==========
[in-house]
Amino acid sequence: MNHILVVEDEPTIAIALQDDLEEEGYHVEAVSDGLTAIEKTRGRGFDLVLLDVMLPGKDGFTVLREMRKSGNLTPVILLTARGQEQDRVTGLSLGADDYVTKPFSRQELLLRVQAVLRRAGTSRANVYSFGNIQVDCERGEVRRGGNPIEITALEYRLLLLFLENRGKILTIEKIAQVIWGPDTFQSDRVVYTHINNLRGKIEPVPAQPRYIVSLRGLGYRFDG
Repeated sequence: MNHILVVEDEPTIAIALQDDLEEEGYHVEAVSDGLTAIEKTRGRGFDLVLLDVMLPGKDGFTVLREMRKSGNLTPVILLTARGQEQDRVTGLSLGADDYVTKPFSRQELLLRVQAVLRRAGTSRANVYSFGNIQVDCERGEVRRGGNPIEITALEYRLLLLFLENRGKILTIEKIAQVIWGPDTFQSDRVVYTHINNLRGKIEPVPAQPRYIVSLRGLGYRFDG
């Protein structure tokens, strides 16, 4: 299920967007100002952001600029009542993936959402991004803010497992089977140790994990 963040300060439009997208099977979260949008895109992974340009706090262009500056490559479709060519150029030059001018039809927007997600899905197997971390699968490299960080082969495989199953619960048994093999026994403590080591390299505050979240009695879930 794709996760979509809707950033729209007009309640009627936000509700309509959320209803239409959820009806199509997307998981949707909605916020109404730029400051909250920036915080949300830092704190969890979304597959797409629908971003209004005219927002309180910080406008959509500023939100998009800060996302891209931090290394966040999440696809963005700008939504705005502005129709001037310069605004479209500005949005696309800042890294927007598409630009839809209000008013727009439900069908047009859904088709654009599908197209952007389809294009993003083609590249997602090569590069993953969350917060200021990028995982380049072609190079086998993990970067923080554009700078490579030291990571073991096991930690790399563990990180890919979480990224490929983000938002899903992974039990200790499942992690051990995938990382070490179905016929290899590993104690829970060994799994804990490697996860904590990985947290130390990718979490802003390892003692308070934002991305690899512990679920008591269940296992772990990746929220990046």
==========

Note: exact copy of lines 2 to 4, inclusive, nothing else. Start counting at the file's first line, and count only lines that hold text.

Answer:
Amino acid sequence: MNHILVVEDEPTIAIALQDDLEEEGYHVEAVSDGLTAIEKTRGRGFDLVLLDVMLPGKDGFTVLREMRKSGNLTPVILLTARGQEQDRVTGLSLGADDYVTKPFSRQELLLRVQAVLRRAGTSRANVYSFGNIQVDCERGEVRRGGNPIEITALEYRLLLLFLENRGKILTIEKIAQVIWGPDTFQSDRVVYTHINNLRGKIEPVPAQPRYIVSLRGLGYRFDG
Repeated sequence: MNHILVVEDEPTIAIALQDDLEEEGYHVEAVSDGLTAIEKTRGRGFDLVLLDVMLPGKDGFTVLREMRKSGNLTPVILLTARGQEQDRVTGLSLGADDYVTKPFSRQELLLRVQAVLRRAGTSRANVYSFGNIQVDCERGEVRRGGNPIEITALEYRLLLLFLENRGKILTIEKIAQVIWGPDTFQSDRVVYTHINNLRGKIEPVPAQPRYIVSLRGLGYRFDG
């Protein structure tokens, strides 16, 4: 299920967007100002952001600029009542993936959402991004803010497992089977140790994990 963040300060439009997208099977979260949008895109992974340009706090262009500056490559479709060519150029030059001018039809927007997600899905197997971390699968490299960080082969495989199953619960048994093999026994403590080591390299505050979240009695879930 794709996760979509809707950033729209007009309640009627936000509700309509959320209803239409959820009806199509997307998981949707909605916020109404730029400051909250920036915080949300830092704190969890979304597959797409629908971003209004005219927002309180910080406008959509500023939100998009800060996302891209931090290394966040999440696809963005700008939504705005502005129709001037310069605004479209500005949005696309800042890294927007598409630009839809209000008013727009439900069908047009859904088709654009599908197209952007389809294009993003083609590249997602090569590069993953969350917060200021990028995982380049072609190079086998993990970067923080554009700078490579030291990571073991096991930690790399563990990180890919979480990224490929983000938002899903992974039990200790499942992690051990995938990382070490179905016929290899590993104690829970060994799994804990490697996860904590990985947290130390990718979490802003390892003692308070934002991305690899512990679920008591269940296992772990990746929220990046």